ARLINGTON, Va. - A George Mason University law professor is suing the school over its vaccine mandate, arguing he shouldn't have to get vaccinated because he has natural immunity from COVID-19 antibodies.
Todd Zywicki says this will be his 24th year teaching at Antonin Scalia Law School in Arlington.
Zywicki says he's no anti-vaxxer.
"I've had COVID, I've lived through COVID, Zywicki said. "It was scary, it was scary for my family, and I don't want to get COVID again. I am not cavalier about this. If the vaccine had been around last year, March 2020, I would've gotten the vaccine."
He says since getting the virus last March, he regularly gets tested for antibodies and continues to maintain high levels.
"This is the decision that I made with my immunologist," Zywicki said. "And I think that this is a decision that is best made by each person, especially in a situation like this where it's clear that my immune protection is very high."
His lawsuit comes as the CDC says COVID reinfections among the unvaccinated are twice as likely than those who are vaccinated. It also comes as the U.S. Supreme Court is being asked to rule on vaccine mandates for the first time.
In Indiana, a group of students has sued to block the mandate at Indiana University. Lower courts sided with the school, and the students are now taking the issue to the country's highest court.
At George Mason, faculty and staff must have at least one COVID-19 vaccination by August 15 and submit proof of full vaccination by October. There is an option for an approved medical or religious exemption.
The deadline for students to be fully vaccinated was August 1.
When asked about concerns by students about being taught by an unvaccinated professor when they must be vaccinated, Zywicki said he's only heard support thus far.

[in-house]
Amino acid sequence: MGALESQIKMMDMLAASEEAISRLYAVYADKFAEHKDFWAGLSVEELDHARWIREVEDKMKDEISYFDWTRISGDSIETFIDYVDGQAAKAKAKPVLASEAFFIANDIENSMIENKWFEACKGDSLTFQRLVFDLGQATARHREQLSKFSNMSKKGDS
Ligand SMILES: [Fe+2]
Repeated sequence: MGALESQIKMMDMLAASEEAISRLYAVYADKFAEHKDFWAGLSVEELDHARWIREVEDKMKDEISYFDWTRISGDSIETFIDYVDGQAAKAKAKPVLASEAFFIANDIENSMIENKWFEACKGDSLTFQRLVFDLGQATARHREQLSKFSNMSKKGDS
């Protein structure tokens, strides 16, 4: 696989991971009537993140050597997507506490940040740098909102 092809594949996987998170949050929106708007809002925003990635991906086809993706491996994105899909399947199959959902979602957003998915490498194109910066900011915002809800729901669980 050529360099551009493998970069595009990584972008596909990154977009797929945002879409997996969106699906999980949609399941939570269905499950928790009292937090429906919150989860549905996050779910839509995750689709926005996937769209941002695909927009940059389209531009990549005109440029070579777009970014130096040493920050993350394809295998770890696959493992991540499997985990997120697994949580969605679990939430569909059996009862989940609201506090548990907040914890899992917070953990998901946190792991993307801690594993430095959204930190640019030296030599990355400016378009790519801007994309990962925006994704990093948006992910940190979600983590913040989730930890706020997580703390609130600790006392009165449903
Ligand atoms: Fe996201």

"I've gotten nothing but favorable responses from my students. What I've heard from my students is that they are glad I'm standing up for this," he said.
Zywicki said in addition to filing his lawsuit, he's also filed for a medical exemption from the vaccine.
He says if it's granted, he'll have to teach from home or wear a mask and stay socially distant, which he doesn't want to do.
He says even if the school's policy stands, he doesn't plan to leave his job.
George Mason provided an emailed statement saying:
George Mason University does not comment on specific ongoing litigation and therefore has no comment on the specifics of Dr. Zywicki's lawsuit. As it relates generally to the steps Mason is taking to protect its community against COVID-19, the decisions the University has made have been guided by currently available medical and scientific information and the guidance issued by federal and state public health agencies. Based on this information and guidance, we believe that the steps we are taking will best protect the health and safety of the Mason community and allow the Mason community to engage in a vibrant in-person campus experience.